Migrating from Oracle OpenGrok to Sourcegraph for code search
- Migration guide
Sourcegraph is a self-hosted code search and intelligence tool that helps developers find, review, understand, and debug code. Organizations that switch from OpenGrok to Sourcegraph typically cite the following reasons:
- Sourcegraph supports searching any revision (not just specific branches) and does not require waiting for periodic reindexing.
- Sourcegraph’s query syntax, user interface, and integrations are superior and easier to use.
- Sourcegraph’s code intelligence, has better language support (hover tooltips, definitions, references, implementations, etc.) and is based on the Language Server Protocol standard.
- The Sourcegraph API is more powerful, better documented, and easier to use than OpenGrok’s API.
- Sourcegraph scales to more repositories/users and supports Kubernetes-based clustered/high-availability deployments better (with the cluster deployment option).
Both Sourcegraph and OpenGrok are self-hosted, and your code never touches Sourcegraph’s (or Oracle’s) servers.
Oracle releases OpenGrok under the open-source CDDL license and does not (currently) have any monetization plans for it. Sourcegraph is a commercial product, with a free tier and paid premium features available.
Every organization’s needs are different. Install and use Sourcegraph for free to see if it’s right for your organization.
For more information about Sourcegraph, see:
Migrating from Oracle OpenGrok to Sourcegraph consists of 4 steps:
- Deploying Sourcegraph
- Configuring repositories
- Configuring user authentication
- Rolling out Sourcegraph organization-wide
The following sections guide you through the migration process.
You can deploy Sourcegraph in 2 ways:
- Single Docker container: single-server deployment from the
- Kubernetes cluster: cluster deployment using Kubernetes for 1,000s of repositories/users
The fastest way to try it is to run Sourcegraph Server locally with the quickstart instructions.
Choose a deployment option and follow the instructions. When you’ve signed into your Sourcegraph instance as a site admin, continue to the next section.
Sourcegraph and Oracle OpenGrok differ in how they access repositories:
- “Passive”: OpenGrok reads all repositories underneath the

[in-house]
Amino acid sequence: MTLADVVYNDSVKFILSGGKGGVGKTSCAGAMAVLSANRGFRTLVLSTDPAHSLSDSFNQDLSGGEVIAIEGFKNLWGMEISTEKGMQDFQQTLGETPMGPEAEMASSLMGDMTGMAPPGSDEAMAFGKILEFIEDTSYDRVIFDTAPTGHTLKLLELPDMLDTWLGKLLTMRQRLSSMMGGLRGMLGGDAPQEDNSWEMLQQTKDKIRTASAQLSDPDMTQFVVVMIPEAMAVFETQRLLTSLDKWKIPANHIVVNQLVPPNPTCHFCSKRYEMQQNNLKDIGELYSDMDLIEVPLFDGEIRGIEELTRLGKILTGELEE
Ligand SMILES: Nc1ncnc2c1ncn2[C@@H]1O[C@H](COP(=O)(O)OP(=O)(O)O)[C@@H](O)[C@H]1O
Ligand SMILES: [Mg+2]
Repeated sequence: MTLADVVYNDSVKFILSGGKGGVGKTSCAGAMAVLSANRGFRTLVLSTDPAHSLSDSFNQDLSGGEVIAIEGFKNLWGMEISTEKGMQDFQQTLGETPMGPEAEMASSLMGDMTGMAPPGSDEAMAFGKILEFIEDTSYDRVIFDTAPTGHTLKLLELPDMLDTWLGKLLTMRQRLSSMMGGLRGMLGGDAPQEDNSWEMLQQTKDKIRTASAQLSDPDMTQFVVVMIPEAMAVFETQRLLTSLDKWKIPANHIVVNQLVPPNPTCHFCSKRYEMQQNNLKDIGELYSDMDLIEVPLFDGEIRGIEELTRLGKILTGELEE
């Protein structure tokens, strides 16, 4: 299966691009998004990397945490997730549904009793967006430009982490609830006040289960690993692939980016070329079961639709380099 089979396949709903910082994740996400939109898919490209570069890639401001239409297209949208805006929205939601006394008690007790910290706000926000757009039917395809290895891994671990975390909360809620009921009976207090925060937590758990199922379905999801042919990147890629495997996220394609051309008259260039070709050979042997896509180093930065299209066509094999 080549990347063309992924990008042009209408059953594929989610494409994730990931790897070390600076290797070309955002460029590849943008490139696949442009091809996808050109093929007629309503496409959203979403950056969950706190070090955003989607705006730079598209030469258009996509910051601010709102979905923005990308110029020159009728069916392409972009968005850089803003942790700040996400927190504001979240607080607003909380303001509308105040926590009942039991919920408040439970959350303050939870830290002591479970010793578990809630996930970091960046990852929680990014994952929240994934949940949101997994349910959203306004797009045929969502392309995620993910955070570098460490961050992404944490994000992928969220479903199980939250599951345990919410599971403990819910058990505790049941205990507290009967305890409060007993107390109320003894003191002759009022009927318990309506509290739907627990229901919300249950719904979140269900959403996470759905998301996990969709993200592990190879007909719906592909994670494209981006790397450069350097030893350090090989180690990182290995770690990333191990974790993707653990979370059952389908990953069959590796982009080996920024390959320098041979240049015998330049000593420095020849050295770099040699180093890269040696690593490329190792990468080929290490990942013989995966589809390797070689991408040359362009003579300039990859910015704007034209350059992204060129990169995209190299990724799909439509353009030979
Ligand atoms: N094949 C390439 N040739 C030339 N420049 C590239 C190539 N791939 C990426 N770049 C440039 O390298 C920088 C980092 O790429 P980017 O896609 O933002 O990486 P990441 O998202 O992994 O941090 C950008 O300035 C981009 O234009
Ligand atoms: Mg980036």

SRC_ROOTpath on disk. You place repositories there and configure the sync.py tool to fetch updates.
- “Active”: Sourcegraph automatically handles cloning and updating repositories from code hosts (GitHub, GitLab, Bitbucket Server, AWS CodeCommit, etc..
Sourcegraph’s “active” model lets it:
- serve fresher repository data (to search and browse just-
git pushed data);
- synchronize the list of repositories on the code host (so that newly added repositories are searchable/browseable)
- offer code host integrations and “View file on code host” links
Sourcegraph also partially supports the “passive” model like OpenGrok, but it’s not recommended because you lose these benefits. To use it anyway, see “Add repositories already cloned to disk”.
To configure which repositories Sourcegraph will make available for searching and browsing:
- For repositories on popular code hosts, use the Quick configure actions on your Sourcegraph instance’s site admin “Site configuration” page.
- For other repositories and for more information, see “Add repositories” in the Sourcegraph documentation.
When you’ve added repositories and confirmed that you can search and browse them, continue to the next section.
Configuring user authentication
Like Oracle OpenGrok, Sourcegraph is self-hosted. You control who can access it. Sourcegraph supports many user authentication and security options:
- OpenID Connect user authentication and SAML user authentication (for Google/Google Workspace accounts, Okta, OneLogin, etc.)
- HTTP user authentication proxies
- Builtin username-password authentication
- TLS/SSL and other HTTP/HTTPS configuration
Rolling out Sourcegraph organization-wide
After you’ve set Sourcegraph up, it’s time to share it with your organization. Successful roll-outs of Sourcegraph typically involve the following steps.
- Send a message (in team chat or email) announcing Sourcegraph:
I set up Sourcegraph as a possible alternative to OpenGrok for code search. [Describe the perceived benefits vs. OpenGrok that are most relevant to your organization.]
- Search: [URL to an example search results page on your Sourcegraph instance]
- Code browsing: [URL to a code file page on your Sourcegraph instance]
[Include screenshots of your Sourcegraph instance here]
Post feedback at https://github.com/sourcegraph/sourcegraph [change if needed]
- Create an internal document based on the Sourcegraph tour, substituting links to and names of your organization’s code. This explains how Sourcegraph helps developers perform common tasks better.
- Encourage installation of the browser extension to get Sourcegraph code intelligence and search in your organization’s existing code host.
- Roll out the Chrome extension using Google Workspace automatic installation to everyone in your organization.
- Check the access logs for OpenGrok to see what users search for. Try searching for the same things on Sourcegraph, and ensure that you get the expected results. (Note: Sourcegraph’s search query syntax differs from OpenGrok’s.)
- Monitor your Sourcegraph instance’s site admin “Analytics” page to see who’s using it. Ask them for specific feedback. Also seek feedback from the most frequent users of OpenGrok.
If there are any blockers preventing your organization from switching to Sourcegraph, we’d love to hear from you so we can address them.